Essay: As the Father of Two Daughters, I'd Like to Say a Few Things | Essay | Seven Days | Vermont's Independent Voice

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Essay: As the Father of Two Daughters, I'd Like to Say a Few Things


  • Jackie Ferrentino

As the father of two daughters, I put my pants on one leg at a time, just like any other father of two daughters who's been #blessed with two legs. Once they're on, though, they stay on — unless, of course, I'm changing at the gym or going No. 2, in which case I check to make sure there aren't any stray daughters wandering around who might see me without my pants on, because, man, if I were that daughter's father, I don't know what I'd do if I knew she'd seen a guy like me drop trou.

As the father of two daughters, I don't like olives. Neither do the two daughters of whom I am proud to be the father. It's unfortunate, since an olive seems like the perfect food: It's a bite-size vegetable that acts like a meat, and it never comes out of the bedroom in a bathrobe begging for a back rub. Maybe it's a texture thing, I don't know.

As the father of two daughters, I'm ashamed to admit that I've never watched a Ken Burns documentary, though I'm familiar with the iMovie effect named after him. I use it whenever I want to turn our vacation photos into cool slide shows. A few years ago, I figured out how to add music, which really makes them pop. I typically use Taylor Swift's "Never Grow Up" — probably because I'm the father of two daughters and can relate to wanting them to stay exactly as they are and never, ever change.

As the father of two daughters, I suck in my gut whenever I look at myself in a mirror. Just to be clear, my shirt stays on the entire time; it wouldn't be appropriate for the father of two daughters to pop off his shirt every time he sees his reflection.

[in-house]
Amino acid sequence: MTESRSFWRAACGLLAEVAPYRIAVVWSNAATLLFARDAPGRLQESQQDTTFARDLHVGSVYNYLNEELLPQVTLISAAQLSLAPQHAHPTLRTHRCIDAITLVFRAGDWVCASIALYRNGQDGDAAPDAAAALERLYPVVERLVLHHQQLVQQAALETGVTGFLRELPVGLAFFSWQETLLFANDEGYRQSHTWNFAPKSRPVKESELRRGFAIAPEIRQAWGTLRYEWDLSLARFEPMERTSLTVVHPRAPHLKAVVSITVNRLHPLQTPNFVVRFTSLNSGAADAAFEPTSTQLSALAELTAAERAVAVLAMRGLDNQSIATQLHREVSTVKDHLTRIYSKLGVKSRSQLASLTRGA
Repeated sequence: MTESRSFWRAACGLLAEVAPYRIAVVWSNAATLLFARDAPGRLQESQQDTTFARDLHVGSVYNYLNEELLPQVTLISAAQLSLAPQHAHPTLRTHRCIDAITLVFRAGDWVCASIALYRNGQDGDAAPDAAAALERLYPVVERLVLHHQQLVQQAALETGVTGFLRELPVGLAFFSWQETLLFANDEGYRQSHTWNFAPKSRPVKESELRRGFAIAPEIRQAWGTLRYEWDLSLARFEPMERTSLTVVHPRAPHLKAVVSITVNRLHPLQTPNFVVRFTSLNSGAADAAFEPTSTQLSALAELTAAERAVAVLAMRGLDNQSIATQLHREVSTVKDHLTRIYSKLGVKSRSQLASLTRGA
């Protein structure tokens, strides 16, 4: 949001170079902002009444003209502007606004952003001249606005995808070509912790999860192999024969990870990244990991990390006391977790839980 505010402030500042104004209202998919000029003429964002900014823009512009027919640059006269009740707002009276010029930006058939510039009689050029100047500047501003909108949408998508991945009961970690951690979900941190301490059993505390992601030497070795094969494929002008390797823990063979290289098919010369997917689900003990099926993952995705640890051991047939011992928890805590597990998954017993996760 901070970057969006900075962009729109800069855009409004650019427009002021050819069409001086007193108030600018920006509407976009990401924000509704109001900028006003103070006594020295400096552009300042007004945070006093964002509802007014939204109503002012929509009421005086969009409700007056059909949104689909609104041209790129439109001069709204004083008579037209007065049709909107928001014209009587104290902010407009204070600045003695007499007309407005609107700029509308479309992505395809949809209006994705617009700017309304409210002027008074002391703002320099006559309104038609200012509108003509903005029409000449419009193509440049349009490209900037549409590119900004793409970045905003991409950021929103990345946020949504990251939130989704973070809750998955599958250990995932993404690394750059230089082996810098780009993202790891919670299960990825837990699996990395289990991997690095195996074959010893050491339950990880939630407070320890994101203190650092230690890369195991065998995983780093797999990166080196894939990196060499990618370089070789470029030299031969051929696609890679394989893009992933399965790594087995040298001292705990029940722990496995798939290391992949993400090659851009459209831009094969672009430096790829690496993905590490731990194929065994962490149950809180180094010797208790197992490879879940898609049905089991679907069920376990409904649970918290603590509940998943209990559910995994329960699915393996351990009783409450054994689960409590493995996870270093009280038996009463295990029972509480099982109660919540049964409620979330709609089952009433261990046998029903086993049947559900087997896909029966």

As the father of two daughters, I'm disturbed by how my daughters regularly put the toilet paper roll on backwards. They certainly didn't learn that from me. It's probably their mother's fault, but I would never say that because, as the father of two daughters, I reject any and all statements that could be perceived as sexist or misogynistic. Remember, I took part in the #WomensMarch. I'm all about smashing the patriarchy.

As the father of two daughters, I have a hard time spelling familiar and similar. I feel like they're giving us mixed messages. When is it OK to use the I? When is it not OK? And why do they get to decide how they want to be spelled? That's not the kind of world I want my two daughters to raise my future grandsons in.

As the father of two daughters, I'm not totally convinced that 180-gram vinyl sounds any better than regular vinyl. Besides, all these heavyweight vinyl releases are expensive, and as a father of not just one but two daughters, I'm having a hard time justifying how much I spent on that 180-gram reissue of Bon Jovi's Slippery When Wet. I should know better than to eBay after midnight. My daughters deserve better.

As the father of two daughters, I firmly believe there's only one way to pronounce GIF: with a hard G. You can disagree, but you'll sound like an idiot. Is that what you want? Look, just say the word "gift." OK, now get rid of the T. You hear that? That's the sound of you saying it the right way. Save that soft G malarkey for the peanut butter lovers. I don't care how the creator of the GIF thinks you should pronounce it — as the father of two daughters, I don't think any man has the right to tell you what you should sound like. Your body, your choice, amirite?

As the father of two daughters, I #neverforget to put the toilet seat down.

This essay first appeared on the online publishing platform Medium.

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